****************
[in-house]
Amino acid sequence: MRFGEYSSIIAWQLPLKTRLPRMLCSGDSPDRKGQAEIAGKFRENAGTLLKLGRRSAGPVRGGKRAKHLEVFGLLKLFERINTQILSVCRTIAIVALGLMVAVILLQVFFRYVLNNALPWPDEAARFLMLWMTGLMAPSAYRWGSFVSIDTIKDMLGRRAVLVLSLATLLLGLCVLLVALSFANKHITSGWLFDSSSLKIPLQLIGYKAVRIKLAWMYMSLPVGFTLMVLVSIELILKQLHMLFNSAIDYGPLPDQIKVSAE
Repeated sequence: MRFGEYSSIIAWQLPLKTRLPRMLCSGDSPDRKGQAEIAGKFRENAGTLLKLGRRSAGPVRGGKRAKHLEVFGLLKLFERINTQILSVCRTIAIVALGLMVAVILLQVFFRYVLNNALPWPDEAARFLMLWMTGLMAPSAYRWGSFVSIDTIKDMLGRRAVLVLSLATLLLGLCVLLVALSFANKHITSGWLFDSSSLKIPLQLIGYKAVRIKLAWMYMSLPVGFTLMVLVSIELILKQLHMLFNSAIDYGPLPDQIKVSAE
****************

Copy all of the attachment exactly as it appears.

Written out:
[in-house]
Amino acid sequence: MRFGEYSSIIAWQLPLKTRLPRMLCSGDSPDRKGQAEIAGKFRENAGTLLKLGRRSAGPVRGGKRAKHLEVFGLLKLFERINTQILSVCRTIAIVALGLMVAVILLQVFFRYVLNNALPWPDEAARFLMLWMTGLMAPSAYRWGSFVSIDTIKDMLGRRAVLVLSLATLLLGLCVLLVALSFANKHITSGWLFDSSSLKIPLQLIGYKAVRIKLAWMYMSLPVGFTLMVLVSIELILKQLHMLFNSAIDYGPLPDQIKVSAE
Repeated sequence: MRFGEYSSIIAWQLPLKTRLPRMLCSGDSPDRKGQAEIAGKFRENAGTLLKLGRRSAGPVRGGKRAKHLEVFGLLKLFERINTQILSVCRTIAIVALGLMVAVILLQVFFRYVLNNALPWPDEAARFLMLWMTGLMAPSAYRWGSFVSIDTIKDMLGRRAVLVLSLATLLLGLCVLLVALSFANKHITSGWLFDSSSLKIPLQLIGYKAVRIKLAWMYMSLPVGFTLMVLVSIELILKQLHMLFNSAIDYGPLPDQIKVSAE